This past Sunday, more than 350 worshipers gathered at Jesus Sacred Heart Antiochene Syriac Catholic Church in North Hollywood to memorialize the 58 people who were killed Oct. 31 during a siege of Baghdad's Sayidat al-Nejat (Our Lady of Salvation), a Syriac Catholic church.
According to news reports, the siege lasted several hours and has been linked to Al Qaeda gunmen. And after all was said and done, 58 people were dead, including two priests, 17 security officers and five gunmen.
Syriac Catholic Noel Habash of Burbank lost four family members in the attack. They were the nephews of his father-in-law.
I tried to imagine for a moment what it would be like if those had been my relatives who were killed, if those had been my relatives who were rescued by police.
With anger and frustration in his voice, Habash says of his family's turmoil, "Of course you're going to get mad; of course you're going to get nervous."
Now imagine for a moment that this happened in some far-off country where you were powerless to do anything. And imagine for a moment that you had relatives living in one of the most violent cities in the world.
Habash does. He has a brother and sister, each with their own big families, he said, and aunts and uncles, living in Baghdad.
"What kind of thought are you going to have?" he asked. "How are you going to hold up yourself and think normally? Every day you will keep thinking. Every day you will keep praying. Every day you will be angry. You need to see your own family live in peace."
When he s
aid that last sentence, I thought to myself, this is not unlike what the people in Ciudad Juarez are going through every day, with almost daily murders, kidnappings and unexplained disappearances. I have relatives who say they, too, fear for their lives at times, never seeming to know where the next bullet is going to come from.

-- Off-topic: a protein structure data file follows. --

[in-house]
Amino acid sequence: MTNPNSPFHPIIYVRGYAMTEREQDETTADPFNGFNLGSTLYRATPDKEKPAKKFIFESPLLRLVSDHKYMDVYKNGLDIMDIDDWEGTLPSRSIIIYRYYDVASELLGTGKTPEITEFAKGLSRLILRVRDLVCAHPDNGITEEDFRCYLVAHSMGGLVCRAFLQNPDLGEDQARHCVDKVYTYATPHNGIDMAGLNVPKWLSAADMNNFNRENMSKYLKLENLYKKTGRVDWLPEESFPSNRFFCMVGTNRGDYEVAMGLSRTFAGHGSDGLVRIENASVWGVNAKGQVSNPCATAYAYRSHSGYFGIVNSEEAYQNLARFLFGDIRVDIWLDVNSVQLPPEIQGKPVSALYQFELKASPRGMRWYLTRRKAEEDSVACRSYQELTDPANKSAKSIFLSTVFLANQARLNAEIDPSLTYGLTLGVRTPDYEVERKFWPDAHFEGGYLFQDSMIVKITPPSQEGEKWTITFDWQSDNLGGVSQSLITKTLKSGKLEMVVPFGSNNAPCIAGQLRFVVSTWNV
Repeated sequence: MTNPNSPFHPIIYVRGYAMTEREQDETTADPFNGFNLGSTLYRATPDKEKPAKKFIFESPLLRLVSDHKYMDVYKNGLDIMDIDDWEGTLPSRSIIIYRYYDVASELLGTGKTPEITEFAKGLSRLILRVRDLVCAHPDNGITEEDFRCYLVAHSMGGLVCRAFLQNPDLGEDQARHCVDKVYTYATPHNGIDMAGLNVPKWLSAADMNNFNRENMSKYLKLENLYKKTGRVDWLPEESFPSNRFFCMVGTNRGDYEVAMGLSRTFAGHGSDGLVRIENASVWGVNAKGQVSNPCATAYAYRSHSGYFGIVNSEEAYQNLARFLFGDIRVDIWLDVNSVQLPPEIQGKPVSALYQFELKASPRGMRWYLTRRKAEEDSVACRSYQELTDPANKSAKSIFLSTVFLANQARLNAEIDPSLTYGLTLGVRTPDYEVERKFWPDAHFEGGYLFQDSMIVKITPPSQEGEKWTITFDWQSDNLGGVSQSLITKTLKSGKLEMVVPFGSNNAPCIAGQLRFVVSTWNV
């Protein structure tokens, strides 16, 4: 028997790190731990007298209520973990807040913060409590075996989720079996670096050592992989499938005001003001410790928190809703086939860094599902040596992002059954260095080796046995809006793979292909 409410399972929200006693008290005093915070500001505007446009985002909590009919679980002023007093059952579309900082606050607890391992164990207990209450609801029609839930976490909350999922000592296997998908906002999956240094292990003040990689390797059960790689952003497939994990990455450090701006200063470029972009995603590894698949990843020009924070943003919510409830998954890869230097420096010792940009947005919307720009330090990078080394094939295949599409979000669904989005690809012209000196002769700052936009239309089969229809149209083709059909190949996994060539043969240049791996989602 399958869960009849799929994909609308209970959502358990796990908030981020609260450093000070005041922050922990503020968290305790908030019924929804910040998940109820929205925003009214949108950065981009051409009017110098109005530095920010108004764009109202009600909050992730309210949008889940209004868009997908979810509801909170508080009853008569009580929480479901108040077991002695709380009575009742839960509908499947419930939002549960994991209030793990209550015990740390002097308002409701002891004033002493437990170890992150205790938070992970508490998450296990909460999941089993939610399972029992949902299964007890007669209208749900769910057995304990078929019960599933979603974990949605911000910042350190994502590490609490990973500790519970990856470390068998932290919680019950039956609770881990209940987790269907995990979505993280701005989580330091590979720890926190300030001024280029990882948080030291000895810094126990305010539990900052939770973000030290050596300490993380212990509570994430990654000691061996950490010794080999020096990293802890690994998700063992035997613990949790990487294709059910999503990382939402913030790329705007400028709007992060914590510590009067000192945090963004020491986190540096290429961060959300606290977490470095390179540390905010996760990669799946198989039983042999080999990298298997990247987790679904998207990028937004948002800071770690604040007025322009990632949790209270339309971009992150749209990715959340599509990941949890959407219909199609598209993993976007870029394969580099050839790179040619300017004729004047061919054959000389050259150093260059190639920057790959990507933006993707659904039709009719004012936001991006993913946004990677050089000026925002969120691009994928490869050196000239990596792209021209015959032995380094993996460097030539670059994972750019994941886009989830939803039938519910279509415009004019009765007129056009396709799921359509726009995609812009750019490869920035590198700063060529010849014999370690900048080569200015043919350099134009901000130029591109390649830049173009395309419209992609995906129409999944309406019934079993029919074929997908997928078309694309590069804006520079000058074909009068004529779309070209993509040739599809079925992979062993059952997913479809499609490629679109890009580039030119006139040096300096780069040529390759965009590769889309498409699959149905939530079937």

I echo your sentiments, sir. I need my family to live in peace, too.
Habash believes what is happening in Iraq is nothing short of genocide, not unlike what Armenians and Jews went through. And he now has had a taste of what those families went through, he said. "Where is the government? Where is the United Nations? Where is the American government? Where is the European government?" Habash asks, his voice cracking with anger.
Yes, Habash's voice is full of anger and frustration over the attacks — anger that the attacks took place, and frustration over what he believes is the Iraq government's — which he says is composed of a bunch of gangs just sitting there, doing nothing — inability to suppress attacks that have killed not only Christians, but Muslims and people of other faiths. But on top of all that, Habash feels powerless, he said, with notable sadness in his voice.
"The government is very weak, and I don't think they're doing anything," said Sata Nasi of Glendale, a Syriac Catholic.
He turns to his faith, however: "Jesus Christ taught us to forgive people even if they insult you or attack you. That's the teaching," Nasi said. "We just pray to God for the rest of the people in Iraq, like Christians, so that they won't be harmed."
Nasi grew up and attended services at that church in Baghdad and had a house directly across from it.
"Everybody was mad, upset," said Nasi, who feels anger, he said, at the attackers that targeted a group of peaceful people. "They did not do any harm to any people. The Christian people in general, they are not fighters. We don't have a militia. We don't have weapons to fight or anything like that. It's targeted only because of the mentality of these attackers."
The only power he has, Habash said, is his faith in Jesus.
"We have no power of weapon. We have no power of gun. We have no power of violence," Habash said. "We have only one power. It's simple. People think of it as a stupid, idiot thought, but I would think that the huge power that we have is thinking, praying, and faith in Jesus."